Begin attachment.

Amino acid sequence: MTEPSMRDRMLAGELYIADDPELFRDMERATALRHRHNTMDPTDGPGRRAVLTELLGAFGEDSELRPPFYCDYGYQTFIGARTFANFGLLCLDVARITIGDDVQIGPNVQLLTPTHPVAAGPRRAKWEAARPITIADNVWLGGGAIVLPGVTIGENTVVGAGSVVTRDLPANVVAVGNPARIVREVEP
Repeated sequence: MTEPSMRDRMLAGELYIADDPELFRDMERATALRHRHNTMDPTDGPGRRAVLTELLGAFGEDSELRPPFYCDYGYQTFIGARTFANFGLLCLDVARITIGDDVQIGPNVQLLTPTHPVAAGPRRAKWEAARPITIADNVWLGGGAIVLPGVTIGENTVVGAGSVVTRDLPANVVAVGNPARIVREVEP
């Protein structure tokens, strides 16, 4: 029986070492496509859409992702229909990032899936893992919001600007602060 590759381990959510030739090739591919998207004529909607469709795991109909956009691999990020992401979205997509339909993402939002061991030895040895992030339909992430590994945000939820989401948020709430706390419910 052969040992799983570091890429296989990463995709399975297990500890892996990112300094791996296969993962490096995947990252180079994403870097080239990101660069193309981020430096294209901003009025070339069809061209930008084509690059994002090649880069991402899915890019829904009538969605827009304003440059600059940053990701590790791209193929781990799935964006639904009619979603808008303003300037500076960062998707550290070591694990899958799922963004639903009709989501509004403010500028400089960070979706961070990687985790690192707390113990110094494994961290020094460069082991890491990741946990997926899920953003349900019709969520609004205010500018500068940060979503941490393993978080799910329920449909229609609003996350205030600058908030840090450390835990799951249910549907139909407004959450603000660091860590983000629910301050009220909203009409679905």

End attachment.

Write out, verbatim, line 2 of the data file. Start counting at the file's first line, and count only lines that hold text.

Repeated sequence: MTEPSMRDRMLAGELYIADDPELFRDMERATALRHRHNTMDPTDGPGRRAVLTELLGAFGEDSELRPPFYCDYGYQTFIGARTFANFGLLCLDVARITIGDDVQIGPNVQLLTPTHPVAAGPRRAKWEAARPITIADNVWLGGGAIVLPGVTIGENTVVGAGSVVTRDLPANVVAVGNPARIVREVEP